A Look at the Chaetodontoplus
By Joe Rowlett ￼
The Angelfishes of the Pomacanthidae are undoubtedly some of the most universally popular species in the marine aquarium world. At the same time, their large size and showy patterns have made them some of the most well-documented and photographed of coral reef fishes… making it all the more surprising that so many grand mysteries yet remain concerning their evolutionary biology. Even relatively basic questions, like how many species there are and the geographic extent of their ranges, are shrouded in uncertainty. Chaetodontoplus is a moderately diverse genus of a dozen or so distinct phenotypes, several of which have had (and continue to have) a confused taxonomic history. By and large, these are fairly uncommon fishes found in moderately deep waters, typically below 20 meters, and often in siltier habitats than the coral reefs favored by most other pomacanthids. Uniquely among the angelfishes, this genus has a restricted distribution centered entirely on the West Pacific, absent even from the Melanesian waters of Vanuatu and the Fijian Plate. But, in spite of this provincialism, the group has managed to diversify into a bewildering amount of variation.￼
柏島 後浜33ｍ chaetodontoplus niger
C. niger has been photographed on rare occasions in shallower waters along the Japanese mainland. Only a couple of confirmed sightings are documented photographically, and these are of juveniles not more than a few centimeters in length. Adults are described to reach a much larger size (25cm) and to lose the black tip of the caudal fin. It has also been reported that they can take on more of a dark blue coloration, relative to the black of juveniles alluded to in the scientific name. Adults of C. niger are truly one of the last great angelfish discoveries yet to be made, right up there with rediscovering Apolemichthys guezei.A couple traits of C. niger seem to align it with C. conspicillatus. Both possess white pelvic fins (though they are dark in juvenile conspicillatus), both lack any real patterning to their juveniles, showing only a diffuse dorsal lightening of the base coloration, and both have a black tip to the caudal fin, though this is apparently lost in adult niger. I find the juvenile commonalities to be particularly striking and supportive of these being a distinct pair occupying allopatric ranges. It’s interesting to note the great expanse of unoccupied habitat present in the Coral Triangle, suggestive of an antiequatorial distribution. Alternatively, this might also argue for these being more distantly related than I have indicated—two separate and distinct clades situated around Japan and Southern Australia respectively. A complete mitochondrial genome has already been sequenced for C. conspicillatus, so all that is required now is for C. niger to rear its melanistic head and let us grab a sample. If you happen upon this paradoxical piscine, be so kind as to grab a fin clipping. Half-black, Japanese, Vanderloos’, Meredith’s, Personifer & Ballina Velvet Angelfishes: C. melanosoma, cf melanosoma, vanderloosi, meredithi, personifer & ballinae This diverse group has a confused and potentially incomplete taxonomy at the present time. It presents the typical regional endemism we see in many other Western Pacific reef fish groups, with the Japanese population appearing to be neglected and confused. What all of these taxa share is a similar coloration in the adults, with a predominantly black body and “hooded” head. Furthermore, there is often some amount of contrasting reticulation overlaid onto the face, which (in some hybrids) extends dramatically to cover much of the body. The juveniles are also informative, having a consistent pattern of a black base coloration and a distinctive yellow band running through the pectoral fin base. Note that this feature is present in their close relative, C. septentrionalis, but not elsewhere.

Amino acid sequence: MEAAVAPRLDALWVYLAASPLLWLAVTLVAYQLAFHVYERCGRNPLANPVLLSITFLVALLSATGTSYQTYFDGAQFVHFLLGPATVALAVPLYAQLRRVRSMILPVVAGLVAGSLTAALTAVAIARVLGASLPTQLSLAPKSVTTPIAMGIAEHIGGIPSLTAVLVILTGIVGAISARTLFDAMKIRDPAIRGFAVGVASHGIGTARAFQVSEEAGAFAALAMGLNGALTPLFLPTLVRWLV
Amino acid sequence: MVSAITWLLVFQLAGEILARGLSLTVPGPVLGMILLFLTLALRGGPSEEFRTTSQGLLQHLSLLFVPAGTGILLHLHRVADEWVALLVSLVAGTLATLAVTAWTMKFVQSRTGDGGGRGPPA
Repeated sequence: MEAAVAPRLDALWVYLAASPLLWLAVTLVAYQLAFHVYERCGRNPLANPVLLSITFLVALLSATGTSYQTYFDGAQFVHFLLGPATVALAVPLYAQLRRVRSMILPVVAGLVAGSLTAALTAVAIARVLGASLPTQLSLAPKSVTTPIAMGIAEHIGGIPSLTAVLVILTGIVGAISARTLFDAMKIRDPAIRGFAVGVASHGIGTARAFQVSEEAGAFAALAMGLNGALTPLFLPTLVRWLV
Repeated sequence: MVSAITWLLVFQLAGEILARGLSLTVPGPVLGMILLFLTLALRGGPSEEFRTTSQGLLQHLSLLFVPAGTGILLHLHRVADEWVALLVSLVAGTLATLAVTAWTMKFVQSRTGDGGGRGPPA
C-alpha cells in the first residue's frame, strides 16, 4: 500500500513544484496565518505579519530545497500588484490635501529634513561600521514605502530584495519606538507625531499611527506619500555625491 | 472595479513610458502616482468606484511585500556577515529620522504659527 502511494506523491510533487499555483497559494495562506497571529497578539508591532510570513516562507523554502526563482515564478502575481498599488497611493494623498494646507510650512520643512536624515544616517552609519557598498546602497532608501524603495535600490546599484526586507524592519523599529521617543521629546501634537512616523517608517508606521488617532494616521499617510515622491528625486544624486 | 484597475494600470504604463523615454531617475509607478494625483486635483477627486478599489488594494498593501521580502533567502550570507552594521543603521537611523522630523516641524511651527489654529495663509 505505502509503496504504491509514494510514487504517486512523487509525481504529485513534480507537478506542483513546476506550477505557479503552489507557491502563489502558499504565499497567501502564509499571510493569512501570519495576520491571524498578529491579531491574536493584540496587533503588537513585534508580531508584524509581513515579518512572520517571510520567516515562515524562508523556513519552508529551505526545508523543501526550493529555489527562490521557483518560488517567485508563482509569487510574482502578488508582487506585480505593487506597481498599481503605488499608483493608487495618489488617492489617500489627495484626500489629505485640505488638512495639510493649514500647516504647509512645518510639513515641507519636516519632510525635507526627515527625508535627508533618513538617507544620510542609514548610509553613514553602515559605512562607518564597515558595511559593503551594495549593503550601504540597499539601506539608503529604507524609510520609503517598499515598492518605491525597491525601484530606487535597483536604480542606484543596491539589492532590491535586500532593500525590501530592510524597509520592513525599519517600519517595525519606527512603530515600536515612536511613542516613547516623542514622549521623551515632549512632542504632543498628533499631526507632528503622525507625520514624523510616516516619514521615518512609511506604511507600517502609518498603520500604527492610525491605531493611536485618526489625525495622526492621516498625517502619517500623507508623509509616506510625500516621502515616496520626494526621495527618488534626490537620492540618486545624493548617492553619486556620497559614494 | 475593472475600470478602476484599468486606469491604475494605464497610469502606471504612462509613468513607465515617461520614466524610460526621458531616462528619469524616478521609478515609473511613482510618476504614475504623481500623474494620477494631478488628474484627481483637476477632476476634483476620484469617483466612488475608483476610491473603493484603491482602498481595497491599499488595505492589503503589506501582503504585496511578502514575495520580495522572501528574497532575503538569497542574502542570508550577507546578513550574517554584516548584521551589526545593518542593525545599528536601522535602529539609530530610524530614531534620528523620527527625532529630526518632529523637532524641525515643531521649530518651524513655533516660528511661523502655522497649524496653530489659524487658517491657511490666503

Papua New Guinea, under the Samarai Wharf, GPS: S10 36.55, E150 39.72, depth 11.9m, temp. 24.4C, November 6, 2008. Sorry, the date stamp cannot be erased; it’s burned in. [taxonomy:binomial=Chaetodontoplus vanderloosi]